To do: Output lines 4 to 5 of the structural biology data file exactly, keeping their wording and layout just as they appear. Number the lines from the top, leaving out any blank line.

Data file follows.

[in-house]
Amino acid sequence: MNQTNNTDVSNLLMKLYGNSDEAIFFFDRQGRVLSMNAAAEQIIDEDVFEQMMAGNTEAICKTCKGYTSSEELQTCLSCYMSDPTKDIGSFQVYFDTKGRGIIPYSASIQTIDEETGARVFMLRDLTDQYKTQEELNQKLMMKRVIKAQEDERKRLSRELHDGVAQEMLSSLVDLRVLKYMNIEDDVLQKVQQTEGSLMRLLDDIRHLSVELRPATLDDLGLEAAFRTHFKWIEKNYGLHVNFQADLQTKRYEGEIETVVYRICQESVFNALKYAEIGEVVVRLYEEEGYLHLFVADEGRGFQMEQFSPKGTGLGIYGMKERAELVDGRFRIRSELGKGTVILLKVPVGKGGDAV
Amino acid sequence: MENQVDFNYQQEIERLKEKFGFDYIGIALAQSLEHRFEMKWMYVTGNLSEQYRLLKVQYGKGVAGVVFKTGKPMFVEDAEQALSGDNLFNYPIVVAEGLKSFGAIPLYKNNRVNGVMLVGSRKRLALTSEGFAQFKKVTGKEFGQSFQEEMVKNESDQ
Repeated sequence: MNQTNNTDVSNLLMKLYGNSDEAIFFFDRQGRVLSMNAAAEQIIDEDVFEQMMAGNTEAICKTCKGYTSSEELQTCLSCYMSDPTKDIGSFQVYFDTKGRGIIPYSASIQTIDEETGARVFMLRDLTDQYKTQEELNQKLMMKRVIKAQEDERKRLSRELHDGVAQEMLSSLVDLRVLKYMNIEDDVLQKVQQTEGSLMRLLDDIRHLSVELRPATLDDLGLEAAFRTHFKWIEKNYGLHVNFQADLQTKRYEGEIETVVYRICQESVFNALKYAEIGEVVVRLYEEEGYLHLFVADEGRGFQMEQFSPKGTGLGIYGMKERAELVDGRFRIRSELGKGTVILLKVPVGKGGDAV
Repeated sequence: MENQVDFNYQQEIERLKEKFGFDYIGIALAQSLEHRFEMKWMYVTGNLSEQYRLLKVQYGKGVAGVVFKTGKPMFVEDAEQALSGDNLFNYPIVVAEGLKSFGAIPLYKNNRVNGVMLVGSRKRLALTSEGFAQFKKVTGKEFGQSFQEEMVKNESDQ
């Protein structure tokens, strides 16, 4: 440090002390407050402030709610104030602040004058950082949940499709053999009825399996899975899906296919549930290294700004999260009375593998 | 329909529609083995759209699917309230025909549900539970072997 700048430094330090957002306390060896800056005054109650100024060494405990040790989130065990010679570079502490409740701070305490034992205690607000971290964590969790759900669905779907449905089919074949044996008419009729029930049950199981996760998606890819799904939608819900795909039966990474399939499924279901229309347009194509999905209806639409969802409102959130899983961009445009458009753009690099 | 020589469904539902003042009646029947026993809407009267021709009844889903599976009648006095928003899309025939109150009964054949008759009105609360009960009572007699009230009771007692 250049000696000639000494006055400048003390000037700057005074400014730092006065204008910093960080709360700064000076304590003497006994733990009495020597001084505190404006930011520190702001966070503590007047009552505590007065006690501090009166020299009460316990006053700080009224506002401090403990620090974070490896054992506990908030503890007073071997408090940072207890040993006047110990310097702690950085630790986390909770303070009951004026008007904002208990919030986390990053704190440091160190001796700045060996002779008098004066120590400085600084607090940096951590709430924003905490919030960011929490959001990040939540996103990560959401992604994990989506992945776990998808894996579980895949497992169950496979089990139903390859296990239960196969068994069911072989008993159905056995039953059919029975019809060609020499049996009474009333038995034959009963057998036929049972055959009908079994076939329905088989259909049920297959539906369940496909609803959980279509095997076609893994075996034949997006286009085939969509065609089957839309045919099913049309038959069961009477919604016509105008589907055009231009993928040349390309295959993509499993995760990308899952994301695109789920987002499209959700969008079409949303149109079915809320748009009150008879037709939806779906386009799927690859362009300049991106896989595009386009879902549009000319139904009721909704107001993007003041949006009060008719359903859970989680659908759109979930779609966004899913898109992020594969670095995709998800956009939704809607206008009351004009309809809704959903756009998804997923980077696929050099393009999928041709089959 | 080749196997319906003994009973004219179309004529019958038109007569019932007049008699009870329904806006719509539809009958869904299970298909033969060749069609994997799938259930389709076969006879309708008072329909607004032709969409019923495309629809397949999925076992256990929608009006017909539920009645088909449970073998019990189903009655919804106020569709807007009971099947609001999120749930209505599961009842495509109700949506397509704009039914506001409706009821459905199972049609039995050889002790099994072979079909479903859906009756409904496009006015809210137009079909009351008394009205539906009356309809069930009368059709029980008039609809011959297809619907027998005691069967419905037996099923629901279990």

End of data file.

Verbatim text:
Repeated sequence: MNQTNNTDVSNLLMKLYGNSDEAIFFFDRQGRVLSMNAAAEQIIDEDVFEQMMAGNTEAICKTCKGYTSSEELQTCLSCYMSDPTKDIGSFQVYFDTKGRGIIPYSASIQTIDEETGARVFMLRDLTDQYKTQEELNQKLMMKRVIKAQEDERKRLSRELHDGVAQEMLSSLVDLRVLKYMNIEDDVLQKVQQTEGSLMRLLDDIRHLSVELRPATLDDLGLEAAFRTHFKWIEKNYGLHVNFQADLQTKRYEGEIETVVYRICQESVFNALKYAEIGEVVVRLYEEEGYLHLFVADEGRGFQMEQFSPKGTGLGIYGMKERAELVDGRFRIRSELGKGTVILLKVPVGKGGDAV
Repeated sequence: MENQVDFNYQQEIERLKEKFGFDYIGIALAQSLEHRFEMKWMYVTGNLSEQYRLLKVQYGKGVAGVVFKTGKPMFVEDAEQALSGDNLFNYPIVVAEGLKSFGAIPLYKNNRVNGVMLVGSRKRLALTSEGFAQFKKVTGKEFGQSFQEEMVKNESDQ